On January 24th, the Ontario Superior Court of Justice held that a plaintiff did not breach the deemed undertaking rule by complaining to a professional body (the Institute of Chartered Accountants of Ontario) that the defendants had produced documents containing their former clients’ confidential information.
Though the Court doubted that the plaintiff’s motives were pure, it held that he did not breach the deemed undertaking rule because his use of the production was done with the affected clients’ consent. The Court stressed that it was not deciding whether the defendants’ production was proper, but also said that a privacy-related complaint about producing documents pursuant to the Rules is “remarkable on its face.”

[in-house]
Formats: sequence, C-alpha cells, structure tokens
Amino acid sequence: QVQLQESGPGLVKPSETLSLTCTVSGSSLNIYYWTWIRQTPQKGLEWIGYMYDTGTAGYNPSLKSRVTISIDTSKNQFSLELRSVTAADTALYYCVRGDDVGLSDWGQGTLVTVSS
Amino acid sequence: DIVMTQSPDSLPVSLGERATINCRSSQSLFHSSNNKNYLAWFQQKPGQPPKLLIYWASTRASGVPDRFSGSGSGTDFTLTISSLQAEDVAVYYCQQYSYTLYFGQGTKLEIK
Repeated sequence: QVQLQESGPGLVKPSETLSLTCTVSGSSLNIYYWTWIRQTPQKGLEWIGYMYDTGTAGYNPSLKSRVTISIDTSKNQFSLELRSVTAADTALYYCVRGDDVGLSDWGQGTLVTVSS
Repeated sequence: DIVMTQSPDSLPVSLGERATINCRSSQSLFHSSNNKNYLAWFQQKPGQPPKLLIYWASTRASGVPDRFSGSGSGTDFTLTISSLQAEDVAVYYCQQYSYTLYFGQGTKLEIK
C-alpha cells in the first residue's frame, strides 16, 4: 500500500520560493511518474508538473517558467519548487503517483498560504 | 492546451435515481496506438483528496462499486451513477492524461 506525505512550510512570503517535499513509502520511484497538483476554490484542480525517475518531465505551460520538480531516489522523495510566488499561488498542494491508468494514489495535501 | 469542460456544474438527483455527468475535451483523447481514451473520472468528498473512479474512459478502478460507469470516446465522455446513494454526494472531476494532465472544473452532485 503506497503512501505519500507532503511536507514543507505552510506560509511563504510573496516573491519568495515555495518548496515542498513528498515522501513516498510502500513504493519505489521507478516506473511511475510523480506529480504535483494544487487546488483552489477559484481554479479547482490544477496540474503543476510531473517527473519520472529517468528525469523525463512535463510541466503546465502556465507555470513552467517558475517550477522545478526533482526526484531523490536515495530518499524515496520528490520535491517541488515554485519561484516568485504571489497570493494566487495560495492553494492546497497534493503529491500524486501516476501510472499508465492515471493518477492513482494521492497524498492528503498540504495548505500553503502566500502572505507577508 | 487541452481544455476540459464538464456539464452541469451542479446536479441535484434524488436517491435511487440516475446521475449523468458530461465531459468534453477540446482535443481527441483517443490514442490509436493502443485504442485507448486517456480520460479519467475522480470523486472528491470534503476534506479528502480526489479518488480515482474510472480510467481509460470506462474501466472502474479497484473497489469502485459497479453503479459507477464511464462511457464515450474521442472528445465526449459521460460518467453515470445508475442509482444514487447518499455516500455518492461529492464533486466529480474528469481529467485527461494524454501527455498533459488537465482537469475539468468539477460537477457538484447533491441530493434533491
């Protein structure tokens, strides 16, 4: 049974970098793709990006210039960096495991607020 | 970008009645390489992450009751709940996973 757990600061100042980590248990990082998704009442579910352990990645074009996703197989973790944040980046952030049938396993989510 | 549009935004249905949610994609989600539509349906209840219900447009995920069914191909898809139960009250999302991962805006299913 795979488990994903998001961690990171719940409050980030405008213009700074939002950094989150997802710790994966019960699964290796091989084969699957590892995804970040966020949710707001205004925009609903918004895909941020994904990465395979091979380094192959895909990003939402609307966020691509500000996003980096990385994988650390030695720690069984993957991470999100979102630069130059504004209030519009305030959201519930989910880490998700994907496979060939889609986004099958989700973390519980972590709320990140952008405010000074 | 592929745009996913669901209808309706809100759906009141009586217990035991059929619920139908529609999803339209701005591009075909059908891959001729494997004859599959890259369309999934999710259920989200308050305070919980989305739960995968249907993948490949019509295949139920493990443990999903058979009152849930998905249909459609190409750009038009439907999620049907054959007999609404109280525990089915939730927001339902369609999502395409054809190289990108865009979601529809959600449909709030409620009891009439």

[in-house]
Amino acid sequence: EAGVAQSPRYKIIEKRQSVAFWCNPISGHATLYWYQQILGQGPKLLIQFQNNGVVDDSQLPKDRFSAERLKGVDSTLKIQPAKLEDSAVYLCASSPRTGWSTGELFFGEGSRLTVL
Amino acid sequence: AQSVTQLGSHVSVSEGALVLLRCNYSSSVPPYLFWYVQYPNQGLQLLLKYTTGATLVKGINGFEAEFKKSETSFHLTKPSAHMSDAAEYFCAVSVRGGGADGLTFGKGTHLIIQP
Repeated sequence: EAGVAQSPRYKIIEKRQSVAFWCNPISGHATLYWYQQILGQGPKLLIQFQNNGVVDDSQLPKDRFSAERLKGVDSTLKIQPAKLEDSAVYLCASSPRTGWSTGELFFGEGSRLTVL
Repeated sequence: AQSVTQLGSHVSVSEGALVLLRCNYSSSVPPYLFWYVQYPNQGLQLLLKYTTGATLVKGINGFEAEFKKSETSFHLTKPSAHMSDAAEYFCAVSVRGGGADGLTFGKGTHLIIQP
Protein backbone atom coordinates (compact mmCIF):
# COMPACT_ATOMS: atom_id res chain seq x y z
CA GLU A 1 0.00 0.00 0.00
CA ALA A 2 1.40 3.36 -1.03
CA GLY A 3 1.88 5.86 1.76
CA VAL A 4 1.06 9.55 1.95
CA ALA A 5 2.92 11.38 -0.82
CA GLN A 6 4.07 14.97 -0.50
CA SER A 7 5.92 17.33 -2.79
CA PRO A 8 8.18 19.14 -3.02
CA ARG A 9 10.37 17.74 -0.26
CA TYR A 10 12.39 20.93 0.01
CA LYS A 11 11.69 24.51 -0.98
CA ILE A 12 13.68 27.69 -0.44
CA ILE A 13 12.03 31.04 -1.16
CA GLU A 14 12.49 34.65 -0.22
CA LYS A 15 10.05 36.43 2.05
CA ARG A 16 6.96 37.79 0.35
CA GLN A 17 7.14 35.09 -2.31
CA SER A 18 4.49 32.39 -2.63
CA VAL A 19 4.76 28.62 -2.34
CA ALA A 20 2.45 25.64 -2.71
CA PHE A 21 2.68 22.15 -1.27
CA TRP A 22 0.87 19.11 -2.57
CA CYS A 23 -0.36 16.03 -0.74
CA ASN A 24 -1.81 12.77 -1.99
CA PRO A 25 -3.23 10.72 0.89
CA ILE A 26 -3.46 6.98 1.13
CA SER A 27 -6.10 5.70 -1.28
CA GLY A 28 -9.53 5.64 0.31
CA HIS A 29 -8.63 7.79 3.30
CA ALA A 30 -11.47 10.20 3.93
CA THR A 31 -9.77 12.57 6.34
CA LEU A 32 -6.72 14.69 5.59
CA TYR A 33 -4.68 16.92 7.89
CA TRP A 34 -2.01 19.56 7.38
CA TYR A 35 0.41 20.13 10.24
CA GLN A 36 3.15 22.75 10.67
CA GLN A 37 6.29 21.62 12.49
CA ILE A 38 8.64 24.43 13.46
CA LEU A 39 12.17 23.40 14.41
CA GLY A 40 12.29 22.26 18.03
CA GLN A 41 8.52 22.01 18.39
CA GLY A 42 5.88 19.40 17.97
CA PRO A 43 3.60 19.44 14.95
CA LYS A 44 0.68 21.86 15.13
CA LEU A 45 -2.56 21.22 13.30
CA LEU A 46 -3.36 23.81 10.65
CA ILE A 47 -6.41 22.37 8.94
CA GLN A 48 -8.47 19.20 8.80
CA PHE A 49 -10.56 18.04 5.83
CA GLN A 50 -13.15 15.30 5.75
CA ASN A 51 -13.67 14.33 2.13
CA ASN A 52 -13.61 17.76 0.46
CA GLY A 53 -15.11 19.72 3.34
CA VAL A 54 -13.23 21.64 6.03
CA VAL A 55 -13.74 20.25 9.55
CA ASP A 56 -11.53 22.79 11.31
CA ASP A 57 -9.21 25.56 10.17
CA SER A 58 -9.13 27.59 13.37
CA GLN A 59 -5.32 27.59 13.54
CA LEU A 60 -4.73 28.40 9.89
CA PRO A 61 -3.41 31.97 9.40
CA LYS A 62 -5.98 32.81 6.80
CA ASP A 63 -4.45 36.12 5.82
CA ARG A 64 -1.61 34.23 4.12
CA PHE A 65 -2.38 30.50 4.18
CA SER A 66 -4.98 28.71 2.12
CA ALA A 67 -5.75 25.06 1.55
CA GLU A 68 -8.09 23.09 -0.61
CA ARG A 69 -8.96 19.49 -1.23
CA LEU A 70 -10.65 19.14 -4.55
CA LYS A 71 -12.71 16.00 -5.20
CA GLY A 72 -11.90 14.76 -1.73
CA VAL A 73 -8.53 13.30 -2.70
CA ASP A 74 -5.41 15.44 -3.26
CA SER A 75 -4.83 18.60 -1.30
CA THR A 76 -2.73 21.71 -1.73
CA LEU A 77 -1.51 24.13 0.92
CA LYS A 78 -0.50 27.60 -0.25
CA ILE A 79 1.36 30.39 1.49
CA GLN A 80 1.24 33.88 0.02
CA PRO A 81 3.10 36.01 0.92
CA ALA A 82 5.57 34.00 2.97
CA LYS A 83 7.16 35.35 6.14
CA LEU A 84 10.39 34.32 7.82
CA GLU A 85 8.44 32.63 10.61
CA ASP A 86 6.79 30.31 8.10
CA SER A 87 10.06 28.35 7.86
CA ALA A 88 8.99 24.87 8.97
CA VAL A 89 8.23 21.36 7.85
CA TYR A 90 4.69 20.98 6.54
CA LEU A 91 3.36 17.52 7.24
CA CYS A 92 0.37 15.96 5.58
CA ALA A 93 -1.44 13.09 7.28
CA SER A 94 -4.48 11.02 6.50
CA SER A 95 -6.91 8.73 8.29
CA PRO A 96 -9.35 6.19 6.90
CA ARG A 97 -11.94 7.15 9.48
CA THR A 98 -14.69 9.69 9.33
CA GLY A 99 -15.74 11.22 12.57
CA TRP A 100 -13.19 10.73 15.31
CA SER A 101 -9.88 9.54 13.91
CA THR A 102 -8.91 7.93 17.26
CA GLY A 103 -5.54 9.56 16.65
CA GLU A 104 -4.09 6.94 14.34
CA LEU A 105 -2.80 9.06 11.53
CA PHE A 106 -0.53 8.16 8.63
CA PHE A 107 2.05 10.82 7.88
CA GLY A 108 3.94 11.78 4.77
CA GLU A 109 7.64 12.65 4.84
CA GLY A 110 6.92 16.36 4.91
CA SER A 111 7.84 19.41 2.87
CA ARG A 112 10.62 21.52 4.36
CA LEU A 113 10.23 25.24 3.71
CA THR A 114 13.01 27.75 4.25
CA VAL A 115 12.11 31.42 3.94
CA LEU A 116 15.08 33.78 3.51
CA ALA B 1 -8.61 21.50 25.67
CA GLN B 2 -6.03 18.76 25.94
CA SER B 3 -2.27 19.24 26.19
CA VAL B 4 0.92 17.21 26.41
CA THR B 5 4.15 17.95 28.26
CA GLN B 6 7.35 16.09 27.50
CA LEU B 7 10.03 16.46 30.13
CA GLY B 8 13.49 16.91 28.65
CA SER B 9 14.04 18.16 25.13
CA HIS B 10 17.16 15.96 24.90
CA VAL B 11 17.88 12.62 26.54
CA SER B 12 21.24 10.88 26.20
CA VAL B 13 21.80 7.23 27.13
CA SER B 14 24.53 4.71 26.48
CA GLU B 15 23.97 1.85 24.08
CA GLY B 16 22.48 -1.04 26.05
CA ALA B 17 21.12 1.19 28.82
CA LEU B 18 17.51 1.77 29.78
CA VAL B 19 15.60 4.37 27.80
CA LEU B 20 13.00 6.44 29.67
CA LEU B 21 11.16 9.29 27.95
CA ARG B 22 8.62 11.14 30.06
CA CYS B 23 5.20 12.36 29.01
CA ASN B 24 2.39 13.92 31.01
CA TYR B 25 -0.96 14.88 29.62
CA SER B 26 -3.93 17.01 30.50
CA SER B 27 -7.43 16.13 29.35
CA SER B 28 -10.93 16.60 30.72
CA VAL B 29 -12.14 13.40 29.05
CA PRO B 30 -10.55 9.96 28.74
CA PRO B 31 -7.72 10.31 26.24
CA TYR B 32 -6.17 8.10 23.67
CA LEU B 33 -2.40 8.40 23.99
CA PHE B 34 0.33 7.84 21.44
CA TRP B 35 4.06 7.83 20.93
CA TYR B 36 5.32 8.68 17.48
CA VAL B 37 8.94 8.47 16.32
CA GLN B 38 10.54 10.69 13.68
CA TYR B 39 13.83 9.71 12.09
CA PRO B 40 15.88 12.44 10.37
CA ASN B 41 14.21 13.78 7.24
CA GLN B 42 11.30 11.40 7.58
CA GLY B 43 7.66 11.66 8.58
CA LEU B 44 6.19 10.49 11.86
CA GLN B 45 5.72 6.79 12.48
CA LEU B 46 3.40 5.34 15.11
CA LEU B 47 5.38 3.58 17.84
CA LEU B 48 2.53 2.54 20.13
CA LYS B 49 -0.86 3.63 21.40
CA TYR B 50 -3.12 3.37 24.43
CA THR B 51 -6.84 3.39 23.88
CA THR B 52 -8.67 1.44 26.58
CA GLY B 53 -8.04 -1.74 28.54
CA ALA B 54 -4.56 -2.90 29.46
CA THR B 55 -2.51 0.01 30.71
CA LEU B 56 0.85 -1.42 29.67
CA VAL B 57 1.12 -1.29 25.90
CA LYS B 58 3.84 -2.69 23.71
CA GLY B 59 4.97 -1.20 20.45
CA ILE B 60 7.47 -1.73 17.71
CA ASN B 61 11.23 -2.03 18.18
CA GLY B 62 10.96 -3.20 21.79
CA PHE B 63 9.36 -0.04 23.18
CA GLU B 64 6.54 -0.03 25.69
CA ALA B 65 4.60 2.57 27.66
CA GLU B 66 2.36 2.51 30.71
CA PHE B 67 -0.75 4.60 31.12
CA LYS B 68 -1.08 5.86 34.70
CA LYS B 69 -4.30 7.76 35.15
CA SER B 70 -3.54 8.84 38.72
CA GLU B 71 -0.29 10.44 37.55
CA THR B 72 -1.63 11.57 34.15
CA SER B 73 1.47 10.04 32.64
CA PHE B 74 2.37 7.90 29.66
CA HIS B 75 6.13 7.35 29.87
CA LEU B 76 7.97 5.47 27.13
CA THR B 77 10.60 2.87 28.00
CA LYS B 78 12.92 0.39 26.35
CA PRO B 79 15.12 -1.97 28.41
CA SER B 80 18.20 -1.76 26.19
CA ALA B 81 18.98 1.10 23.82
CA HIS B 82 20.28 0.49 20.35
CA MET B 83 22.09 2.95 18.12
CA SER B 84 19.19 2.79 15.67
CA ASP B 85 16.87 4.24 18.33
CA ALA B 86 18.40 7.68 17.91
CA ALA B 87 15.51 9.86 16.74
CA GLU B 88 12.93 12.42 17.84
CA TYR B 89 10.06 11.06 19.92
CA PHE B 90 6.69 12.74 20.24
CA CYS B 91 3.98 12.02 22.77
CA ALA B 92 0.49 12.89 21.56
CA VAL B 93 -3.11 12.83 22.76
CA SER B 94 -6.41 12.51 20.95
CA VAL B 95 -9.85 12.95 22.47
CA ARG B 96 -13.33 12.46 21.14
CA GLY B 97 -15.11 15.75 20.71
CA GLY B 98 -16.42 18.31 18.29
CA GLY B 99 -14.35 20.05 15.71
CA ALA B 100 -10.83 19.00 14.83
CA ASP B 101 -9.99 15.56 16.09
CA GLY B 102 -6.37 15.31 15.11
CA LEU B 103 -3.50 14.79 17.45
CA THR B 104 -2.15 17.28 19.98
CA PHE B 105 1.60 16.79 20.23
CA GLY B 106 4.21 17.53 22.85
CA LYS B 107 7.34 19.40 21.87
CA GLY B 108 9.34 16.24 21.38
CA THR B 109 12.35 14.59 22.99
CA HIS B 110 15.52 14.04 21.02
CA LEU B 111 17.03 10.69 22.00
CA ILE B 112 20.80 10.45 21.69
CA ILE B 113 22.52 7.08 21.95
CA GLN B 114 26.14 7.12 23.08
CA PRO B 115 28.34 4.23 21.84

Two questions: (1) Is the deemed undertaking finding consistent with case law that recognizes that the undertaking gives rise to a duty owed to the court for the benefit of the parties? (2) Were the clients’ identities relevant, or could identifying information have been redacted without causing an improper production?
Martenfeld v. Collins Barrow Toronto LLP, 2011 ONSC 441 (CanLII).